Critical pedagogy in emergency remote teaching: An open letter to Paulo Freire

By Dr Joanna Joseph Jeyaraj (University Putra Malaysia)

Dear Freire,

If you were still alive, you would know that extraordinary change and disruption has occurred over the past year due to the Covid-19 pandemic. On 18 March 2020, the Malaysian government announced a movement control order (MCO) which meant that emergency remote teaching (ERT) was to be implemented.

As a result, I began contemplating how I could engage with ideas you have espoused through your conception of a critical pedagogy (CP) (see Freire, 2005). I wondered how could I incorporate this humanising pedagogy that takes into consideration the wider social contexts of students while aiming to inspire critical consciousness to promote self and social change. Reading your work showed me the importance of focussing on students’ immediate realities and using their socio-cultural and political situations as a resource for teaching and learning. I observed that trust is important for dialogue; enabling students to speak freely about their personal experiences.

While I aspired to draw on CP in ERT, there were a few questions I grappled with. I wondered how to build trust in an online environment when students had not met each other in person. Could trust be fostered when cameras were switched off and microphones muted; when there was technological surveillance through the recording and uploading of all classes on the institution’s LMS?  Did common online meeting etiquette which called for microphones to be muted impinge on student voice? CP scholars argue that the manner in which teachers choose to physically position themselves in the classroom and how they choose to call on students to answer questions can affect student-teacher power dynamics (hooks, 1994; Shor 1993). Therefore, can being ‘muted’ be a form of silencing which reinforces unequal power relations in the classroom? Another struggle I experienced was incorporating social action into lessons. I recalled you once said that reflection without action was mere ‘verbalism’ or idle chatter. Yet, how could there be impactful social action at a time of physical distancing and isolation?

While I did not find answers to all my questions, I found that I was able to engage with some dimensions of CP in a writing course that I was teaching. To nurture a participatory environment which valued student voice, I invited students to draw on their current experiences and write about how Covid-19 had impacted their life. Students were then encouraged to share their stories on a public online platform which sought to gather the stories of Malaysian young adults.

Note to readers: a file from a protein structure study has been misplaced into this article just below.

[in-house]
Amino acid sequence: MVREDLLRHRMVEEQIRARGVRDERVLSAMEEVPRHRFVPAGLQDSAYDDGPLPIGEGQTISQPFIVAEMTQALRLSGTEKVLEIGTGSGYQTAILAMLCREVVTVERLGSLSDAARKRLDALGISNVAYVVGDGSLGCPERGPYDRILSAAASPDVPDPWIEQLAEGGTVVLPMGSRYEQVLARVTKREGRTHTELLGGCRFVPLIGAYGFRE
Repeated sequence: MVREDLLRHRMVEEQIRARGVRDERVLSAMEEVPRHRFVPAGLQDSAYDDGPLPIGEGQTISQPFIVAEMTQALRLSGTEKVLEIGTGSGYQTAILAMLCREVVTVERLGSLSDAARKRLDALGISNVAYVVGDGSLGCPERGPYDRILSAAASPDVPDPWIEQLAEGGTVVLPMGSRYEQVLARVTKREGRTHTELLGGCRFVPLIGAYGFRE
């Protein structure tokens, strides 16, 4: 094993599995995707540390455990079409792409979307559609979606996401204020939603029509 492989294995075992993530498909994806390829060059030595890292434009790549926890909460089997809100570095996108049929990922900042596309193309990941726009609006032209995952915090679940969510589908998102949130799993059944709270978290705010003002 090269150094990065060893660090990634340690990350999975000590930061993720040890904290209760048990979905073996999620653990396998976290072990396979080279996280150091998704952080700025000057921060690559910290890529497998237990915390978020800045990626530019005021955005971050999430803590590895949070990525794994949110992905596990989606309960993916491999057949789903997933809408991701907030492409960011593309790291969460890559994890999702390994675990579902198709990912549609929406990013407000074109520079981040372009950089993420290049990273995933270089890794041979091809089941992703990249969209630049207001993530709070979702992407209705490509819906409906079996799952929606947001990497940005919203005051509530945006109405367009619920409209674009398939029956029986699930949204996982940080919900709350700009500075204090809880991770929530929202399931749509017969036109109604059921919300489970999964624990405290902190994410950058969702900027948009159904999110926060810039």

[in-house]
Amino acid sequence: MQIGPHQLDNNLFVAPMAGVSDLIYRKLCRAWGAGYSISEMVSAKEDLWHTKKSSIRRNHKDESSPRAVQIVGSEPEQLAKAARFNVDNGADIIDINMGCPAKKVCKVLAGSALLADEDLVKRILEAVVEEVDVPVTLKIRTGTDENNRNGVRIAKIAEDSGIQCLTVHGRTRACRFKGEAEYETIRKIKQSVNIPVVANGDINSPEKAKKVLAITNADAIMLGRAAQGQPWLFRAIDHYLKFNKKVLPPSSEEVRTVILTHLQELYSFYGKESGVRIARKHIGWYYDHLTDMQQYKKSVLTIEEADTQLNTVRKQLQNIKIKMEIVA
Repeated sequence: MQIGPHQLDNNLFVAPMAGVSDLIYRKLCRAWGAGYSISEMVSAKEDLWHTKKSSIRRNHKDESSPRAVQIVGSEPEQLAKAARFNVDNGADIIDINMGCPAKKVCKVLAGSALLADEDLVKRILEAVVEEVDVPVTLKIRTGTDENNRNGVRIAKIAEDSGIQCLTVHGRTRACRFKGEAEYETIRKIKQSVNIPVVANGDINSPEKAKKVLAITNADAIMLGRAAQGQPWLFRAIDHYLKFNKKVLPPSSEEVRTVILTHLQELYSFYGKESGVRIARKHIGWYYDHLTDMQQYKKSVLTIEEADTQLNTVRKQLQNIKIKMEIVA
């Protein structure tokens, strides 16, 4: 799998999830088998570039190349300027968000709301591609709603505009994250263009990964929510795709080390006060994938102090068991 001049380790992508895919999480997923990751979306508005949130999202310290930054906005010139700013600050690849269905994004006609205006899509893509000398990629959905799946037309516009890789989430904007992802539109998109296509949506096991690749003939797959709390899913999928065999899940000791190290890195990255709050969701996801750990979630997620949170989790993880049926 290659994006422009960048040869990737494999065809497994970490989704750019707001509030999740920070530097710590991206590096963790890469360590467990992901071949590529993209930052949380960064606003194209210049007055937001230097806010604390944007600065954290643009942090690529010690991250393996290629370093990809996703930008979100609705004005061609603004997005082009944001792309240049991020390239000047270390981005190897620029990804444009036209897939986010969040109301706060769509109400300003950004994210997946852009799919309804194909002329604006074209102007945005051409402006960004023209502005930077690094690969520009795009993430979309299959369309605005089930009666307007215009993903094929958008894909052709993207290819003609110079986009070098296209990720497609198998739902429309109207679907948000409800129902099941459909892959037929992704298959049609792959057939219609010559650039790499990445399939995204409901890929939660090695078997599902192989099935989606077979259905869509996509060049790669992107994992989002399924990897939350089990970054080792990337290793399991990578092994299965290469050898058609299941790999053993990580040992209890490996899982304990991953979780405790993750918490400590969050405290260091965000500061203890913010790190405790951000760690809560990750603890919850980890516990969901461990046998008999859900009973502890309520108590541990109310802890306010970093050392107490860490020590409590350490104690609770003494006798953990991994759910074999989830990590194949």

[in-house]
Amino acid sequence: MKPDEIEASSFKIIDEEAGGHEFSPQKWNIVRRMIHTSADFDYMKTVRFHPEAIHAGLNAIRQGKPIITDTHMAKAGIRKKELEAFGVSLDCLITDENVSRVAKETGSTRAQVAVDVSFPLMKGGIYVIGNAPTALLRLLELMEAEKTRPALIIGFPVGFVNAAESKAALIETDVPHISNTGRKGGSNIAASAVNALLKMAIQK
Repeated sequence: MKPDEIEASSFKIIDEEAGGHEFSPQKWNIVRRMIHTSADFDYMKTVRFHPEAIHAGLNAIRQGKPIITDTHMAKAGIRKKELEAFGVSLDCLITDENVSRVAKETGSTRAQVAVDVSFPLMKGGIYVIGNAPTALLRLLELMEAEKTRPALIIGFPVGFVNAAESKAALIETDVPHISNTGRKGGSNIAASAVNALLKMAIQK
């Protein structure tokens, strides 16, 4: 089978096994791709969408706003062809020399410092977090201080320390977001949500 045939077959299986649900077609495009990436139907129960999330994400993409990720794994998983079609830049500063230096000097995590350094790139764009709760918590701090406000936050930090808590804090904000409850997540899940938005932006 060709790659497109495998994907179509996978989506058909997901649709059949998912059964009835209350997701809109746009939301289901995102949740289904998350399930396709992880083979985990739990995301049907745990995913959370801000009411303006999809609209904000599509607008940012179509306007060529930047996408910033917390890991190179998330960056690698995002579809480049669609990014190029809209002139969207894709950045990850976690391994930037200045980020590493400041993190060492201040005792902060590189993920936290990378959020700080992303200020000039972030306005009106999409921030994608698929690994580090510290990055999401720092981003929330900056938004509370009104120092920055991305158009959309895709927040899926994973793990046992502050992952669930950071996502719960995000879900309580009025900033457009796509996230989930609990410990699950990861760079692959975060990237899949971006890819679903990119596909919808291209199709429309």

Through this class activity, students found writing to be purposeful because they were now writing for a larger audience. However, writing became emotional and uncomfortable for some because there was engagement with very personal and private issues on a public platform. Critical reflection on my practice reinforced that the online classroom was not a dehumanised space. Students’ voices came through their writing; they became legitimate contributors of knowledge. As a teacher, I realised I needed to be flexible when dealing with emotionally charged content. I also needed to be adequately prepared to support students who experienced emotional upheaval as a result of teaching activities which drew on a traumatising period in their lives. To minimise unequal power relationships and to foster horizontal teacher-student relationships, I shouldn’t withhold my personal views and could share my experiences.

So, Freire, if you were able to read this, I wonder what advice you would have as teachers strive to connect more authentically with students within an online space. I wonder how we can recontextualise critical pedagogy practice to suit the present realities we find ourselves in.

References

Freire, P. (2005). Pedagogy of the oppressed. Continuum.https://doi.org/10.12 15/00382876-1472612

Hooks, B. (1994). Teaching to transgress: education as the practice of freedom. New York: Routledge

Shor, I. (1993). Education is politics: Paulo Freire’s critical pedagogy. In P. McLaren & P. Leonard (Eds.), Paulo Freire: a critical encounter (pp. 25–35). New York: Routledge.